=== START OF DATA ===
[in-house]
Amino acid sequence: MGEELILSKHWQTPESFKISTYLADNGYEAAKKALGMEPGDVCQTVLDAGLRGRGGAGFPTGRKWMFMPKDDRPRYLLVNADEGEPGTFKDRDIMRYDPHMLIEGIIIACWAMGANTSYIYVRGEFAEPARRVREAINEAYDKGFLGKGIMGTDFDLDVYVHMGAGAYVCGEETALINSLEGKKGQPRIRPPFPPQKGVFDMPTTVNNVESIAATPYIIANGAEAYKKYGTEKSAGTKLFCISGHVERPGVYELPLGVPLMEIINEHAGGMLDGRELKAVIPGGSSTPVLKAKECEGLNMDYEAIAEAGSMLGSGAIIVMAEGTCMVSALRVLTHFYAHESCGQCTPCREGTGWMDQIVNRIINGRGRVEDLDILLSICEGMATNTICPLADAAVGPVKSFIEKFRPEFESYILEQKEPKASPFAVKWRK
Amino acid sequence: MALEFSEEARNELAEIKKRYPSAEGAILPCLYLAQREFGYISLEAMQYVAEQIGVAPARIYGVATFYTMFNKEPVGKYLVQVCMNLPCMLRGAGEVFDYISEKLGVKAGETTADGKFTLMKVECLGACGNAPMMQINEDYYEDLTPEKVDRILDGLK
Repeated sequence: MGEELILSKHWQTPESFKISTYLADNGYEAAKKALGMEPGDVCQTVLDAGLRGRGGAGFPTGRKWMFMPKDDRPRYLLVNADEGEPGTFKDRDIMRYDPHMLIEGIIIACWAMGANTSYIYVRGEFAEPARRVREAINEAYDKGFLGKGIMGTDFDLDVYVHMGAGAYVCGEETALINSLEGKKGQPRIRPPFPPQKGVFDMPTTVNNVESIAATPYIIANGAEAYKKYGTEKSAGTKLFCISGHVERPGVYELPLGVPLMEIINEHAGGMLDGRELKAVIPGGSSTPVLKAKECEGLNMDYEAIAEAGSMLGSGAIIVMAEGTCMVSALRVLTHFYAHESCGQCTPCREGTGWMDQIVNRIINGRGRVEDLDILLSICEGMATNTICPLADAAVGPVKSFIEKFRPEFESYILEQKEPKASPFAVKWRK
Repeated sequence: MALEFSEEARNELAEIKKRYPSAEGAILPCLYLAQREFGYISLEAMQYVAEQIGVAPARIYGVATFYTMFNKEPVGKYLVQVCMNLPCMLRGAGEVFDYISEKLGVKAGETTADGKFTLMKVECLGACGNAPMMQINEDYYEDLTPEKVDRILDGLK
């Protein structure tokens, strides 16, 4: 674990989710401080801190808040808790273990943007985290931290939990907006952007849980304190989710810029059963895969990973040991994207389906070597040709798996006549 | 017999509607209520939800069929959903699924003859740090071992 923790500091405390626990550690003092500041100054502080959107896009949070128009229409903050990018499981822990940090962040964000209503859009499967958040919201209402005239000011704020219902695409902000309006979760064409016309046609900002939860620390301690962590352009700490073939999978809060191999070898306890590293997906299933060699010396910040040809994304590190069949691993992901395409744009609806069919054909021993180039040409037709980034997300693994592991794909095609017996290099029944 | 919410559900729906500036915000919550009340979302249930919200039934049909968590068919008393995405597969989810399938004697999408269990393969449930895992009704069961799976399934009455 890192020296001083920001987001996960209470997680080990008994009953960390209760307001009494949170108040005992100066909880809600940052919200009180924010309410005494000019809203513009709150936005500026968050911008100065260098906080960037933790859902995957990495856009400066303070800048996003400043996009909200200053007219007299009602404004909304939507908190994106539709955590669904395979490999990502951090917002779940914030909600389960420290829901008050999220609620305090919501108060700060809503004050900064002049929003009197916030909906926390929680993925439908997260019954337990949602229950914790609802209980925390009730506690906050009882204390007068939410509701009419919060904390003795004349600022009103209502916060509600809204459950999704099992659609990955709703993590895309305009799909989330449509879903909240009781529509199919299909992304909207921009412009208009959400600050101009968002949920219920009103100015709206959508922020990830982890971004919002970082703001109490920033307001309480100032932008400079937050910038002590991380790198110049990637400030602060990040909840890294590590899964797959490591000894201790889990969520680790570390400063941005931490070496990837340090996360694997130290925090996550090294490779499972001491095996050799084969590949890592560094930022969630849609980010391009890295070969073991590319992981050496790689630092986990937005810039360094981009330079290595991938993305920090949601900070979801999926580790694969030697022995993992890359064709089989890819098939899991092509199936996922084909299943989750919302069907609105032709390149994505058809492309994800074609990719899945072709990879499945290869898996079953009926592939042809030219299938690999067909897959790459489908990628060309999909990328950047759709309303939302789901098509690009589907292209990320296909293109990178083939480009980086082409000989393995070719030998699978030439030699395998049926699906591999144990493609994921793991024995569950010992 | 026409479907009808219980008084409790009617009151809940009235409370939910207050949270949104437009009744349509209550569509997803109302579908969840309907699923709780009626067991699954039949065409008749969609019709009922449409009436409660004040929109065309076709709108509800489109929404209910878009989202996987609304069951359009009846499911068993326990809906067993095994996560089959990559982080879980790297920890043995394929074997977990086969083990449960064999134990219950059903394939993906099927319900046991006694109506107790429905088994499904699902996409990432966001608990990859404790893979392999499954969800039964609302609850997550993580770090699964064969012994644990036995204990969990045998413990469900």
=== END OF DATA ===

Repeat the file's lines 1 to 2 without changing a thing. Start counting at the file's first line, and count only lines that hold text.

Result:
[in-house]
Amino acid sequence: MGEELILSKHWQTPESFKISTYLADNGYEAAKKALGMEPGDVCQTVLDAGLRGRGGAGFPTGRKWMFMPKDDRPRYLLVNADEGEPGTFKDRDIMRYDPHMLIEGIIIACWAMGANTSYIYVRGEFAEPARRVREAINEAYDKGFLGKGIMGTDFDLDVYVHMGAGAYVCGEETALINSLEGKKGQPRIRPPFPPQKGVFDMPTTVNNVESIAATPYIIANGAEAYKKYGTEKSAGTKLFCISGHVERPGVYELPLGVPLMEIINEHAGGMLDGRELKAVIPGGSSTPVLKAKECEGLNMDYEAIAEAGSMLGSGAIIVMAEGTCMVSALRVLTHFYAHESCGQCTPCREGTGWMDQIVNRIINGRGRVEDLDILLSICEGMATNTICPLADAAVGPVKSFIEKFRPEFESYILEQKEPKASPFAVKWRK